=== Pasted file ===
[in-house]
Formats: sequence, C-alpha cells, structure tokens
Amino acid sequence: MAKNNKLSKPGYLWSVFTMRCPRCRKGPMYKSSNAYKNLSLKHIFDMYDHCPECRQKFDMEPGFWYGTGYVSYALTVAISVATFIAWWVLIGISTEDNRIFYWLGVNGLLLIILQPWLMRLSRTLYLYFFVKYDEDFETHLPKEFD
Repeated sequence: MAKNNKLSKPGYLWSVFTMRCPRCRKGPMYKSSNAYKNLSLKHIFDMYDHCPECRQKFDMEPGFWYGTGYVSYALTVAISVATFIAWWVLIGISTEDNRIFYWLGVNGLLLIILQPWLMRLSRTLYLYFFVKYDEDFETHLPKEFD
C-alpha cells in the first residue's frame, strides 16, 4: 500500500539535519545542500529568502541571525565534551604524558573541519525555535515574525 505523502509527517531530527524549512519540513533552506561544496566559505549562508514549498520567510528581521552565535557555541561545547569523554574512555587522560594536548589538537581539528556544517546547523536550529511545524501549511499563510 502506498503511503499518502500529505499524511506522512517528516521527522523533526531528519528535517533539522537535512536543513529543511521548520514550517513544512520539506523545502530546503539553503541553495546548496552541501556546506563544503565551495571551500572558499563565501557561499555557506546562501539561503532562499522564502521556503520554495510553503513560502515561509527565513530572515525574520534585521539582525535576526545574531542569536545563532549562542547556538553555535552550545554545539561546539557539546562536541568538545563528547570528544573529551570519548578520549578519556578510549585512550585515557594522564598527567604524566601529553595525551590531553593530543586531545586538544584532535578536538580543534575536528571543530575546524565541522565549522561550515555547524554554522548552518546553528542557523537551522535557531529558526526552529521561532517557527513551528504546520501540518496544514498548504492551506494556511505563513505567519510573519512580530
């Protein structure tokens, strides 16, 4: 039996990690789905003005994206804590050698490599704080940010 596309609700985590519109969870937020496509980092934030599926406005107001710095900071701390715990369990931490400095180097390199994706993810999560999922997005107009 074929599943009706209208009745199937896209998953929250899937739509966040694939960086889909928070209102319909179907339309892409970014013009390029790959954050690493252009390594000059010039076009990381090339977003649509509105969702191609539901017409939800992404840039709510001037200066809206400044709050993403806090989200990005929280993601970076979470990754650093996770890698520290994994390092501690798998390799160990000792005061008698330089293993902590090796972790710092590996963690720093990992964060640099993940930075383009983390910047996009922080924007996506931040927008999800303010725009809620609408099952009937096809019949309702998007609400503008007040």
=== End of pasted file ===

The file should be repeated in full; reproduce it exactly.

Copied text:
[in-house]
Formats: sequence, C-alpha cells, structure tokens
Amino acid sequence: MAKNNKLSKPGYLWSVFTMRCPRCRKGPMYKSSNAYKNLSLKHIFDMYDHCPECRQKFDMEPGFWYGTGYVSYALTVAISVATFIAWWVLIGISTEDNRIFYWLGVNGLLLIILQPWLMRLSRTLYLYFFVKYDEDFETHLPKEFD
Repeated sequence: MAKNNKLSKPGYLWSVFTMRCPRCRKGPMYKSSNAYKNLSLKHIFDMYDHCPECRQKFDMEPGFWYGTGYVSYALTVAISVATFIAWWVLIGISTEDNRIFYWLGVNGLLLIILQPWLMRLSRTLYLYFFVKYDEDFETHLPKEFD
C-alpha cells in the first residue's frame, strides 16, 4: 500500500539535519545542500529568502541571525565534551604524558573541519525555535515574525 505523502509527517531530527524549512519540513533552506561544496566559505549562508514549498520567510528581521552565535557555541561545547569523554574512555587522560594536548589538537581539528556544517546547523536550529511545524501549511499563510 502506498503511503499518502500529505499524511506522512517528516521527522523533526531528519528535517533539522537535512536543513529543511521548520514550517513544512520539506523545502530546503539553503541553495546548496552541501556546506563544503565551495571551500572558499563565501557561499555557506546562501539561503532562499522564502521556503520554495510553503513560502515561509527565513530572515525574520534585521539582525535576526545574531542569536545563532549562542547556538553555535552550545554545539561546539557539546562536541568538545563528547570528544573529551570519548578520549578519556578510549585512550585515557594522564598527567604524566601529553595525551590531553593530543586531545586538544584532535578536538580543534575536528571543530575546524565541522565549522561550515555547524554554522548552518546553528542557523537551522535557531529558526526552529521561532517557527513551528504546520501540518496544514498548504492551506494556511505563513505567519510573519512580530
């Protein structure tokens, strides 16, 4: 039996990690789905003005994206804590050698490599704080940010 596309609700985590519109969870937020496509980092934030599926406005107001710095900071701390715990369990931490400095180097390199994706993810999560999922997005107009 074929599943009706209208009745199937896209998953929250899937739509966040694939960086889909928070209102319909179907339309892409970014013009390029790959954050690493252009390594000059010039076009990381090339977003649509509105969702191609539901017409939800992404840039709510001037200066809206400044709050993403806090989200990005929280993601970076979470990754650093996770890698520290994994390092501690798998390799160990000792005061008698330089293993902590090796972790710092590996963690720093990992964060640099993940930075383009983390910047996009922080924007996506931040927008999800303010725009809620609408099952009937096809019949309702998007609400503008007040």